Extracurricular Activities Provide Different Take on Learning Process

Article excerpt

Byline: Melissa Ramsdell Daily Herald Staff Writer

Last November, Dundee-Crown High School student Pete Rodriguez spent his afternoons pounding election signs into the ground and handing out campaign literature.

During the fall election, Dundee Township voters had to decide whether they wanted to raise property taxes to buy and preserve $18 million in undeveloped land.

Environmental science teacher Gary Swick gave Rodriguez and his classmates an assignment: try to influence the outcome of the election.

"I was for the open space district because I like the outdoors," Rodriguez said.

When the open space issue passed by fewer than 50 votes, Rodriguez realized every ballot counts in a close election. "You can have an impact," Rodriguez said.

He also learned some early lessons about politics and democracy. "It took a lot more work than I expected," he said.

Whether they were canvassing for votes, organizing a homecoming parade or learning a new routine for the school musical, Dundee-Crown students poured a lot of energy into extracurricular activities in the community this year.

Looking back, they said the time they spent on outside projects taught them valuable lessons about time management, sticking with a goal and working as a team.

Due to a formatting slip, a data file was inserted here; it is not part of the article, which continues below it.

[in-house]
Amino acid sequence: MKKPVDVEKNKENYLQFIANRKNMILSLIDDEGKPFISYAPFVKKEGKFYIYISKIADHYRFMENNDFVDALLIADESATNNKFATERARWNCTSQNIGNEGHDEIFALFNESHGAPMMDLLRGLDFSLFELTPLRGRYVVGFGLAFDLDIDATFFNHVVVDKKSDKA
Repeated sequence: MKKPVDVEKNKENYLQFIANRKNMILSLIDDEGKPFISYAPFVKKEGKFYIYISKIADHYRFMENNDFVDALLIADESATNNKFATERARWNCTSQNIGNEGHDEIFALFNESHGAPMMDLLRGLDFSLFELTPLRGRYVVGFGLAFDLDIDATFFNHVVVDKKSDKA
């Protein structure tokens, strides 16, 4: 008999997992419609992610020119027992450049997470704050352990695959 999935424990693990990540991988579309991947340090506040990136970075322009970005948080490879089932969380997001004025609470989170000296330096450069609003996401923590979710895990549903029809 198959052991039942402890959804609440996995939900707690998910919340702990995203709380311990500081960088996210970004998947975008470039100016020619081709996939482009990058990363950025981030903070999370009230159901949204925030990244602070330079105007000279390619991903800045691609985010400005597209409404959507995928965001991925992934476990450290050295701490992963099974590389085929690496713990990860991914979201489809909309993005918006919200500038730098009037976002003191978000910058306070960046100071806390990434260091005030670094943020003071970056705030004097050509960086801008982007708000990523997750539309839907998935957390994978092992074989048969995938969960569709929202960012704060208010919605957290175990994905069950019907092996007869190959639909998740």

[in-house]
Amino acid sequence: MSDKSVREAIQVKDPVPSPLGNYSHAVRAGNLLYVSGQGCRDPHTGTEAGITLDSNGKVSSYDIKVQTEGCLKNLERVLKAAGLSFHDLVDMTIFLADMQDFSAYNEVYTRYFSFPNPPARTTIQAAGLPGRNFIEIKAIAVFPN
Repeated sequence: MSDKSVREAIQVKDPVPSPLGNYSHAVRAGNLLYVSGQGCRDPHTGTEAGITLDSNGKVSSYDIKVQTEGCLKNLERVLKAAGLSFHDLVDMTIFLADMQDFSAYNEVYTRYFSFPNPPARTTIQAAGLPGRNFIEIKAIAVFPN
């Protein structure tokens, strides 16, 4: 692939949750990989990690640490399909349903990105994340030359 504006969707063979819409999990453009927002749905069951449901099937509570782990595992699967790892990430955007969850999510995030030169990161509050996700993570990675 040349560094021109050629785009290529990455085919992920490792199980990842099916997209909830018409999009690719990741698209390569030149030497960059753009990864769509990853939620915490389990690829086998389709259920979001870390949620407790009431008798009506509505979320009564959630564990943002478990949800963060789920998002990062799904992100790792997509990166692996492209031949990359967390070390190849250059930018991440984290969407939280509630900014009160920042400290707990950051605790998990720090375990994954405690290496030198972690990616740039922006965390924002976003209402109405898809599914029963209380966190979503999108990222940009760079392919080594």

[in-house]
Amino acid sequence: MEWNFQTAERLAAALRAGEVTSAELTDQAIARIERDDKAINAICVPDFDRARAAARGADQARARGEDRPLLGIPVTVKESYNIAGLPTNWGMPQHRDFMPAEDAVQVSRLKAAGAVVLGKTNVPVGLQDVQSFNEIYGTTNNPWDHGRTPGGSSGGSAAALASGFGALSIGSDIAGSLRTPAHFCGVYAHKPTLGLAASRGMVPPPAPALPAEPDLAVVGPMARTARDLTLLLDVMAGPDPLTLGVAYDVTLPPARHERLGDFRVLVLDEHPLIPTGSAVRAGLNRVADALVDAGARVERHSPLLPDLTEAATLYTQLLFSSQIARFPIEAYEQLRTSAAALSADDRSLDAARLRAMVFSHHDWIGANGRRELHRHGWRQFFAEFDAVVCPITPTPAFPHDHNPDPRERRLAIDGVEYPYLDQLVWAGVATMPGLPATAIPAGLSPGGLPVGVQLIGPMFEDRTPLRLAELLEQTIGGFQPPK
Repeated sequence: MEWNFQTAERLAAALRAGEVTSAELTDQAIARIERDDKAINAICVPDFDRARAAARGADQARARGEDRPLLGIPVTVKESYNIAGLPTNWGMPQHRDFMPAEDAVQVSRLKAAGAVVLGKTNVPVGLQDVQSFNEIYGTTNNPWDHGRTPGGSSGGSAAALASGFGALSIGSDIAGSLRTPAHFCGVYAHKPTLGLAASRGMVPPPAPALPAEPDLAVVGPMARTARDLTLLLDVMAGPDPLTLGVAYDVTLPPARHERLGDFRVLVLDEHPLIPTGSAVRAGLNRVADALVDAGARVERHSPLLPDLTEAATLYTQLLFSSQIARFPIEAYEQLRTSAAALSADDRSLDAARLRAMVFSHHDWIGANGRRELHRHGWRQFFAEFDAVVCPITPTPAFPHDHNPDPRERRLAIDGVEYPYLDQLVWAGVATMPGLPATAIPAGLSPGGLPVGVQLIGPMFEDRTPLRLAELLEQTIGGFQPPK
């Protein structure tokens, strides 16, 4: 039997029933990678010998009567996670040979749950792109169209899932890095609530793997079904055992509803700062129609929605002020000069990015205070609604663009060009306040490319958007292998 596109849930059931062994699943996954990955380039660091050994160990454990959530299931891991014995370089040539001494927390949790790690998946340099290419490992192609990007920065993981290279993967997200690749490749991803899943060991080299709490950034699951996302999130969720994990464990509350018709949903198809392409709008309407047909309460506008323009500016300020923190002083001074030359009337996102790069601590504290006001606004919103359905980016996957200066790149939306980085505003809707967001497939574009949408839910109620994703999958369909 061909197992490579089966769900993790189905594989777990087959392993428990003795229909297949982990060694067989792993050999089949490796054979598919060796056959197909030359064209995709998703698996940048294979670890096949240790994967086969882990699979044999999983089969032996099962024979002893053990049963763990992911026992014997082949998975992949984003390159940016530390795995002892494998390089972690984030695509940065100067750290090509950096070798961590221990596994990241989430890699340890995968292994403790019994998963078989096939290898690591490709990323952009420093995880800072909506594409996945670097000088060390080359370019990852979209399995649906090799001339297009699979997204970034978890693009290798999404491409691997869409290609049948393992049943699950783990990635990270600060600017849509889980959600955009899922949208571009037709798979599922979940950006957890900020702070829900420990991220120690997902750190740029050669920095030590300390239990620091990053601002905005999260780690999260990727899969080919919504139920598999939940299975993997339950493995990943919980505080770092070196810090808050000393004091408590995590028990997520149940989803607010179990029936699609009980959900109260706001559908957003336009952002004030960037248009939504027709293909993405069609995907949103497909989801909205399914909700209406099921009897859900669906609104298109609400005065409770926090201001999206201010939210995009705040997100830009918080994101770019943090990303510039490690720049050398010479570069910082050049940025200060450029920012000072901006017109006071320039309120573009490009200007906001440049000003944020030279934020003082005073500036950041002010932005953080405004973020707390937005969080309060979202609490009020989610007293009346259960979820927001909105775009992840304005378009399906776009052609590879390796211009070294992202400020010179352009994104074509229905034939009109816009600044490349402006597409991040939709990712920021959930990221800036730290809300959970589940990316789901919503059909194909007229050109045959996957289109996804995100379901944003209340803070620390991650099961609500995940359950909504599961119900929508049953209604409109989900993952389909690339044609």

While the environmental science students were out on the campaign trail last fall, senior Julie Betts was hitting the books.

"I had AP (advanced placement) calculus, AP English and AP biology in the first six months," Betts said. To add to the challenge, Dundee-Crown started a new block scheduling plan, with longer class periods.

"Scholastically, it was pretty stressful," Betts said.

Betts also was an active member of student council this year. She helped organize the homecoming parade in September. Students also took over Main Street in West Dundee on a chilly fall night. They decorated store windows in a show of school spirit.

In March, a group of math wizards brought fame and honor to their school when they captured a science award at a University of Illinois competition.

Mike Arnold, Chris Chan, Matt McCrory, Derek Landgraf, Matt Vogel and David Holstius formed a team to design a Rube Goldberg machine. The intricate creation went through 109 steps to slowly pour a bottle of Snapple into a glass of ice.

Dundee-Crown was in the spotlight again this spring when theater students put on a sold-out performance of "Hello Dolly."

"I've heard people say it was the best show we ever did," Betts said. "We had a 20-piece orchestra and we worked on the choreography a lot."

Dancing and music are two talents senior Melissa Akers practiced throughout her high school career. She was part of the pompon squad that placed third in the state this March.

A few weeks ago, she also played French horn during a band competition in Myrtle Beach, S. …